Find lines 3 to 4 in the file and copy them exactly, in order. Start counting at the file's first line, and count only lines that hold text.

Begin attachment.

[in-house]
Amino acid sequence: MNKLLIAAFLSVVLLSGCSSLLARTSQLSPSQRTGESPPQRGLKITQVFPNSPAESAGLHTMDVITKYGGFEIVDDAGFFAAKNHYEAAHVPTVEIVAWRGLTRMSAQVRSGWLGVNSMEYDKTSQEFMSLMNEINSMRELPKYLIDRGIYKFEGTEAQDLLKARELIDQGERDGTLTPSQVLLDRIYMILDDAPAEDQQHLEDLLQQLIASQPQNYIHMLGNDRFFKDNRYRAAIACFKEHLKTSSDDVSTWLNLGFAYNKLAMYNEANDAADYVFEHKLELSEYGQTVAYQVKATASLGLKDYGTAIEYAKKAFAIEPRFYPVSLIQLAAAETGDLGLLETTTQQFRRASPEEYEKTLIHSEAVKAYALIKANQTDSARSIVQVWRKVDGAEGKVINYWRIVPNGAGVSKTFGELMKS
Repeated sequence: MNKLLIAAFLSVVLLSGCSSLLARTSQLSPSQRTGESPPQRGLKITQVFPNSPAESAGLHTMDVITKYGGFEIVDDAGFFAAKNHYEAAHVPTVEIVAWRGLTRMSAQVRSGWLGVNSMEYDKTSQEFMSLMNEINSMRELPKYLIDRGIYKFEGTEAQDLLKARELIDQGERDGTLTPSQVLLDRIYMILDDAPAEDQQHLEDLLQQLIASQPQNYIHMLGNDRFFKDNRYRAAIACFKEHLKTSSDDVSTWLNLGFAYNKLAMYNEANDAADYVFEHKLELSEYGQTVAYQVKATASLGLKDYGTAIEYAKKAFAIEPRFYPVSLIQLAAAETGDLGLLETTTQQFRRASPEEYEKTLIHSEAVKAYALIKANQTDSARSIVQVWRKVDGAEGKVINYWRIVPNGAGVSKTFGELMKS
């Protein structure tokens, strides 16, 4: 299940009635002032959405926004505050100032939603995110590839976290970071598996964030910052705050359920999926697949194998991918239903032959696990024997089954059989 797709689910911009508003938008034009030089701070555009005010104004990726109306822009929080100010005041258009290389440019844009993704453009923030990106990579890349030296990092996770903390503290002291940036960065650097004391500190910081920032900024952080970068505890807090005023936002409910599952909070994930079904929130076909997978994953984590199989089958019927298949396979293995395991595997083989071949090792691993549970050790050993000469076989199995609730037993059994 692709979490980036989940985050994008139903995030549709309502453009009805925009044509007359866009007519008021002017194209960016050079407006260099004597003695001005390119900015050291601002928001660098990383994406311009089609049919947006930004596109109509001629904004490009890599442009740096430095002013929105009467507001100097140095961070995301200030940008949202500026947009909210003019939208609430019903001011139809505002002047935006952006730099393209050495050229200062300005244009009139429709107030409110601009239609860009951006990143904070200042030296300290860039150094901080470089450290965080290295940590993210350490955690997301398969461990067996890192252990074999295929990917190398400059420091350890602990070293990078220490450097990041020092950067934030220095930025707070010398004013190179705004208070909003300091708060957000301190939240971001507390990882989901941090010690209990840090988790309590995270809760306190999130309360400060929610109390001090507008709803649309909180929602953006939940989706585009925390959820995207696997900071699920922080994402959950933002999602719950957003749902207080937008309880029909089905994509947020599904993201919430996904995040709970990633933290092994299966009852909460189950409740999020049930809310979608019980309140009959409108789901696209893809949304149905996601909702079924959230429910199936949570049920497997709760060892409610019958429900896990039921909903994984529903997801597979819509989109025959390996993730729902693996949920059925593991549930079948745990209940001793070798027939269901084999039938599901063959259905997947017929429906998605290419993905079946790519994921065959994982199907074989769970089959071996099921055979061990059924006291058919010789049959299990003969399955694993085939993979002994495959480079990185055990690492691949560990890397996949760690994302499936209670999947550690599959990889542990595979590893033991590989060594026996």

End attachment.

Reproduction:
Repeated sequence: MNKLLIAAFLSVVLLSGCSSLLARTSQLSPSQRTGESPPQRGLKITQVFPNSPAESAGLHTMDVITKYGGFEIVDDAGFFAAKNHYEAAHVPTVEIVAWRGLTRMSAQVRSGWLGVNSMEYDKTSQEFMSLMNEINSMRELPKYLIDRGIYKFEGTEAQDLLKARELIDQGERDGTLTPSQVLLDRIYMILDDAPAEDQQHLEDLLQQLIASQPQNYIHMLGNDRFFKDNRYRAAIACFKEHLKTSSDDVSTWLNLGFAYNKLAMYNEANDAADYVFEHKLELSEYGQTVAYQVKATASLGLKDYGTAIEYAKKAFAIEPRFYPVSLIQLAAAETGDLGLLETTTQQFRRASPEEYEKTLIHSEAVKAYALIKANQTDSARSIVQVWRKVDGAEGKVINYWRIVPNGAGVSKTFGELMKS
């Protein structure tokens, strides 16, 4: 299940009635002032959405926004505050100032939603995110590839976290970071598996964030910052705050359920999926697949194998991918239903032959696990024997089954059989 797709689910911009508003938008034009030089701070555009005010104004990726109306822009929080100010005041258009290389440019844009993704453009923030990106990579890349030296990092996770903390503290002291940036960065650097004391500190910081920032900024952080970068505890807090005023936002409910599952909070994930079904929130076909997978994953984590199989089958019927298949396979293995395991595997083989071949090792691993549970050790050993000469076989199995609730037993059994 692709979490980036989940985050994008139903995030549709309502453009009805925009044509007359866009007519008021002017194209960016050079407006260099004597003695001005390119900015050291601002928001660098990383994406311009089609049919947006930004596109109509001629904004490009890599442009740096430095002013929105009467507001100097140095961070995301200030940008949202500026947009909210003019939208609430019903001011139809505002002047935006952006730099393209050495050229200062300005244009009139429709107030409110601009239609860009951006990143904070200042030296300290860039150094901080470089450290965080290295940590993210350490955690997301398969461990067996890192252990074999295929990917190398400059420091350890602990070293990078220490450097990041020092950067934030220095930025707070010398004013190179705004208070909003300091708060957000301190939240971001507390990882989901941090010690209990840090988790309590995270809760306190999130309360400060929610109390001090507008709803649309909180929602953006939940989706585009925390959820995207696997900071699920922080994402959950933002999602719950957003749902207080937008309880029909089905994509947020599904993201919430996904995040709970990633933290092994299966009852909460189950409740999020049930809310979608019980309140009959409108789901696209893809949304149905996601909702079924959230429910199936949570049920497997709760060892409610019958429900896990039921909903994984529903997801597979819509989109025959390996993730729902693996949920059925593991549930079948745990209940001793070798027939269901084999039938599901063959259905997947017929429906998605290419993905079946790519994921065959994982199907074989769970089959071996099921055979061990059924006291058919010789049959299990003969399955694993085939993979002994495959480079990185055990690492691949560990890397996949760690994302499936209670999947550690599959990889542990595979590893033991590989060594026996």